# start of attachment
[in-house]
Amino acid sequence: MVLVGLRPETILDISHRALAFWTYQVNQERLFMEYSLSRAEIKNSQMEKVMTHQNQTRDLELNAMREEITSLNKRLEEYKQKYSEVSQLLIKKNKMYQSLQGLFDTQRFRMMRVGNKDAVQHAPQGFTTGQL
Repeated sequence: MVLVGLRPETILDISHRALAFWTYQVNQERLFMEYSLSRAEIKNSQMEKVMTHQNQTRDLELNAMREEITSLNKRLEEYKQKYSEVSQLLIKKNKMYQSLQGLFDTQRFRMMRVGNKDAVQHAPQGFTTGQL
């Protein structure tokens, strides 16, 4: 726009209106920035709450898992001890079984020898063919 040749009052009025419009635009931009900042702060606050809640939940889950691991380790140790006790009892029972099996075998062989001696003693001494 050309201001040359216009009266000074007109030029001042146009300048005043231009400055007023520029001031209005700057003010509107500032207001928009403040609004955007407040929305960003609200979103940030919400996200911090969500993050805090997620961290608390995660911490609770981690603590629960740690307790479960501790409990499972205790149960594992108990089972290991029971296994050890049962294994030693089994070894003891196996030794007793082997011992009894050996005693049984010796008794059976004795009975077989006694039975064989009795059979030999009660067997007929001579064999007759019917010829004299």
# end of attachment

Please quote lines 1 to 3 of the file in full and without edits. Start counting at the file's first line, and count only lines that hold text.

[in-house]
Amino acid sequence: MVLVGLRPETILDISHRALAFWTYQVNQERLFMEYSLSRAEIKNSQMEKVMTHQNQTRDLELNAMREEITSLNKRLEEYKQKYSEVSQLLIKKNKMYQSLQGLFDTQRFRMMRVGNKDAVQHAPQGFTTGQL
Repeated sequence: MVLVGLRPETILDISHRALAFWTYQVNQERLFMEYSLSRAEIKNSQMEKVMTHQNQTRDLELNAMREEITSLNKRLEEYKQKYSEVSQLLIKKNKMYQSLQGLFDTQRFRMMRVGNKDAVQHAPQGFTTGQL